I have an iPhone 3G which recently (~6months--1 year ago) lost a bunch of photos upon a routine firmware upgrade via iTunes. I went on the web and researched the symptoms, figured out what the most likely problem was and how to recover the photos, before going to the Apple Store. The whole point of even bothering going to the Apple Store in the first place was just so I could make sure I wasn't doing something Apple didn't want me to do, and I assumed the technicians and sales reps would know more about their own products than I would from 10 mins of research. Since I'm a Windows user, I can't browse the contents of the iPhone's hard disk without downloading third party software, whereas I understand such abilities are native to the Mac OS, so I knew what needed to be done and figured they could plug it in there and take care of it in less than 5 minutes.

    I get to the Apple store, it's nice and clean and the staff are well-dressed and chirpy, blah blah blah. I explain my problem and the potential solutions I found, get a bunch of blank stares, then I'm fed the usual "restore from most recent backup, lose tons of important data, we can't perform that service" rubbish. I ask if they can advise me of a good third party utility to download so I can do it myself on Windows, no can do. So they were completely useless. I went home, found some good third party iPhone disk browsing software for Windows, browsed directly onto my phone's HD and found all the missing pictures, then backed them up. The actual solution involved deleting an index file which was (presumably) routinely corrupted worldwide by a specific iOS update, resetting the phone and allowing it to rebuild the index- 5 minutes and I had all my pictures back.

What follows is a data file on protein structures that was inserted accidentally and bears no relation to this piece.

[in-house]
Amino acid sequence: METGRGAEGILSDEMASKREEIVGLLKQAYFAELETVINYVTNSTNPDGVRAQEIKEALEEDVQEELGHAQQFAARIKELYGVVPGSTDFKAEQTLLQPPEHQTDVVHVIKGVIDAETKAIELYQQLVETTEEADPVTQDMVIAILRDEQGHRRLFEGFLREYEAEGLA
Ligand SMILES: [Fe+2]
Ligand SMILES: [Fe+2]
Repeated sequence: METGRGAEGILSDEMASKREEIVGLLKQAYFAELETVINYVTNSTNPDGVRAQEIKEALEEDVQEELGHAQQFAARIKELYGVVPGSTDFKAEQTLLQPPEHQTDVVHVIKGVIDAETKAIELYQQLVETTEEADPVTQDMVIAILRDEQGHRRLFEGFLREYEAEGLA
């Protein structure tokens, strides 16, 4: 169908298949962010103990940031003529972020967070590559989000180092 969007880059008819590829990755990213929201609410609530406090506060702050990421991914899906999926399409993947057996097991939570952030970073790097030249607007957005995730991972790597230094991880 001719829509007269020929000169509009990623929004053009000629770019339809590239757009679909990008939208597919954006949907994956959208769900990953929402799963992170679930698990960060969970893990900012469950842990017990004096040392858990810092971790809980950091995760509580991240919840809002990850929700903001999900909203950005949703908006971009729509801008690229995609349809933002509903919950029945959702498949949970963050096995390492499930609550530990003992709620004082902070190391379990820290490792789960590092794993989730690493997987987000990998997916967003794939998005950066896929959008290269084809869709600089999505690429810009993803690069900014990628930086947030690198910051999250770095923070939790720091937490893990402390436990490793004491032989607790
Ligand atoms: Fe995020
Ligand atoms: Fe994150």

I can only guess how many poor victims were told by the cool Apple store kids to just restore from backup and give up this silly notion of learning about computers so you can fix the problem without throwing the whole thing in the trash and ordering a new one from China. The solutions to problems like mine which Apple seems to provide will not only fail to recover missing photos and files that should be completely routine and simple to recover, but these files and photos will probably still be sticking around on their phones eating up memory, so they get this false impression their iPhone hard drives aren't big enough and they need to buy the higher-end models next time.